Thursday, December 7, 2017

Reframing Teaching to Use Flexible Classrooms

Last Monday I attended "Work Integrated Learning - a disciplined approach" at University of Canberra. This was based on a recent paper by Ruge and McCormack (2017) on constructive alignment of the assessment for a course at University of Canberra. Two recent case studies in EduCause point to the need for new classroom designs, plus course design and the training of staff in how to do this (Morrone, Flaming,  Birdwell, Russell, Roman & Jesse, 2017).
ANU Union Court Redevelopment
New ANU Buildings
(artists' impression).

Universities are building new flexible learning classrooms (such as in the new teaching building at ANU). These typically have a flat floor, and tables for small student groups, with display screens on all walls. However, to effectively use these spaces course redesign and teaching staff training is required. There is no point in moving out of lecture theaters if the "lecturer" gives hour long non-interactive monologues in the new "flexible" room. There is no point in putting the students in groups and link them with tech, if the primary assessment is an end of semester individual paper based examination.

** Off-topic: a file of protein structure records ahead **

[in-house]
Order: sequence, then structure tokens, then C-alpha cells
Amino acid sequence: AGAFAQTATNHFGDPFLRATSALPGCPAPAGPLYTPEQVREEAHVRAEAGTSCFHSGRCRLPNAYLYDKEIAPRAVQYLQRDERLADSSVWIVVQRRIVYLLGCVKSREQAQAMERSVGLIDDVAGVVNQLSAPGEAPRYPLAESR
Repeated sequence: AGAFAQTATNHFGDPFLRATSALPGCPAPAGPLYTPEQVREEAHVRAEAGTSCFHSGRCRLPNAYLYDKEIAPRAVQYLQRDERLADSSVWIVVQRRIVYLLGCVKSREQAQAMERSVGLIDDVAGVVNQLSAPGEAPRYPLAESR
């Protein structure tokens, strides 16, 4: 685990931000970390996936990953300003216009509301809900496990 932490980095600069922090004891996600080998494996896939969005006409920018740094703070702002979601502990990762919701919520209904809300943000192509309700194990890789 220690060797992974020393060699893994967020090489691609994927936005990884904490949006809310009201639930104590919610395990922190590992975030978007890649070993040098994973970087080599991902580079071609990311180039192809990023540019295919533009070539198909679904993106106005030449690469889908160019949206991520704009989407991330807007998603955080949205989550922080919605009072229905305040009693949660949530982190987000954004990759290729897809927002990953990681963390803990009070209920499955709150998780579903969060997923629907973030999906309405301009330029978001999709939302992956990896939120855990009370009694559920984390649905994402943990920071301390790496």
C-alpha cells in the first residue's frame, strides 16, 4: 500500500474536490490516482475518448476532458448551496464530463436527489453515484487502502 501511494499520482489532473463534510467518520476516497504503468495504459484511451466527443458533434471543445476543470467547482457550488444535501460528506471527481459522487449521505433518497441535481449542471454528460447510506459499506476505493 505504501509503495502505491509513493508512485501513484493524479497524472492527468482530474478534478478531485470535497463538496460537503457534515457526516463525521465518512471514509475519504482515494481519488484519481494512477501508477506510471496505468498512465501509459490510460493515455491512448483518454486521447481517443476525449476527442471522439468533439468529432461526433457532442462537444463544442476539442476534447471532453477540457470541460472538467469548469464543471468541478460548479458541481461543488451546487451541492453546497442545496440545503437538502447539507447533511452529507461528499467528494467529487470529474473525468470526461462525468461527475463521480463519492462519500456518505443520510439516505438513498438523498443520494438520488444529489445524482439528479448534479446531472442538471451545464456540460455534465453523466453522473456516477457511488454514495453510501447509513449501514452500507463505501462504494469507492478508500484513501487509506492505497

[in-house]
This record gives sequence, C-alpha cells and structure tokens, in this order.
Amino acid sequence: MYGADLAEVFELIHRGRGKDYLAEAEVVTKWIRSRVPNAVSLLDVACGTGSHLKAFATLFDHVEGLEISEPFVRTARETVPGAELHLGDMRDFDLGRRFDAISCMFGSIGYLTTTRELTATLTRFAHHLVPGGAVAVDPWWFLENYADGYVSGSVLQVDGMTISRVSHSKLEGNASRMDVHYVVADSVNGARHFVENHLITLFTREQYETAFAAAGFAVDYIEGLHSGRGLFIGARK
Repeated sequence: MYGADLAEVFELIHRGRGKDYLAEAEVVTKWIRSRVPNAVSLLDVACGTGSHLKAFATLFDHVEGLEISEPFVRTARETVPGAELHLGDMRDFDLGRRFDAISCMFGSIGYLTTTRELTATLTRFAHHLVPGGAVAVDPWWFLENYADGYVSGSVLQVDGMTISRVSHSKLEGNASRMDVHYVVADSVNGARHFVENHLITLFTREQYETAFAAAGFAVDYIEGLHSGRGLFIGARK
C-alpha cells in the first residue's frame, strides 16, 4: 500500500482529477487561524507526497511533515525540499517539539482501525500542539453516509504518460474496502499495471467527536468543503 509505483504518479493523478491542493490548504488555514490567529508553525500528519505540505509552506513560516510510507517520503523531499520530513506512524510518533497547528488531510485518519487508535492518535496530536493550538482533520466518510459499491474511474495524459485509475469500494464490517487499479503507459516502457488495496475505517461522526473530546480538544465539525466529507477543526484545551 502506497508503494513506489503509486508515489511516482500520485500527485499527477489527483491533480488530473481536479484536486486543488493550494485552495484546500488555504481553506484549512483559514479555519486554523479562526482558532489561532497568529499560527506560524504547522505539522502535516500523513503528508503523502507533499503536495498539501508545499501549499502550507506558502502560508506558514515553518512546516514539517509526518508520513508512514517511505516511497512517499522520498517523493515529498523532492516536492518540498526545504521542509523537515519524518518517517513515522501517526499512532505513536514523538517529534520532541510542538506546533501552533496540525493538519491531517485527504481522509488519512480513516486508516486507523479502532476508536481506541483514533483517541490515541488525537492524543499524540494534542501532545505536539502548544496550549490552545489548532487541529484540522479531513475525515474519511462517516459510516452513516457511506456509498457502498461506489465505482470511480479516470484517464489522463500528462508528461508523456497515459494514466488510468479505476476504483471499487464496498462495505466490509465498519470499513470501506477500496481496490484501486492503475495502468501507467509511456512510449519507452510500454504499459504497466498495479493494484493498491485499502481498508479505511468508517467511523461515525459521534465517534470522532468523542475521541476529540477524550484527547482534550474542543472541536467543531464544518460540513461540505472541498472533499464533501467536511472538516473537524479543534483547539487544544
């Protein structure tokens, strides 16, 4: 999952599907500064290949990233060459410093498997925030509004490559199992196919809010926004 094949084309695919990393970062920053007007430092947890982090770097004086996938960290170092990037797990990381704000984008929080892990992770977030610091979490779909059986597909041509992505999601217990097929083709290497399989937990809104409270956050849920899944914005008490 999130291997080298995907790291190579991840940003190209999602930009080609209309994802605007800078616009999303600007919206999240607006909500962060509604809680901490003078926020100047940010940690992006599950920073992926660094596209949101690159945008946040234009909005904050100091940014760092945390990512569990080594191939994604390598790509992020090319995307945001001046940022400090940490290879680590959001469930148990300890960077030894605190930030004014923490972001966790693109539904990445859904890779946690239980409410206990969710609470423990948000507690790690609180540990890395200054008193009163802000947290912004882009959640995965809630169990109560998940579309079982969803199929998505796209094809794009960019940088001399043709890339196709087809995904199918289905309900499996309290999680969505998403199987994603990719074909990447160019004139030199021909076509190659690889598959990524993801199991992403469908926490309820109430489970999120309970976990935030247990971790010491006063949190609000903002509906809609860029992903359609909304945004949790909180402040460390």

The "lecturer" needs to be trained how to teach without lecturing and the assessment redesigned to use group and project based work. New classrooms can then be used effectively and the learning aligned to vocational requirements beyond the classroom.

References

Morrone, A., Flaming, A., Birdwell, T., Russell, J., Roman, T., & Jesse, M. (2017, December 4) Creating Active Learning Classrooms Is Not Enough: Lessons from Two Case Studies, EduCause. URL https://er.educause.edu/articles/2017/12/creating-active-learning-classrooms-is-not-enough-lessons-from-two-case-studies

Ruge, G., & McCormack, C. (2017). Building and construction students’ skills development for employability–reframing assessment for learning in discipline-specific contexts. Architectural Engineering and Design Management, 1-19.

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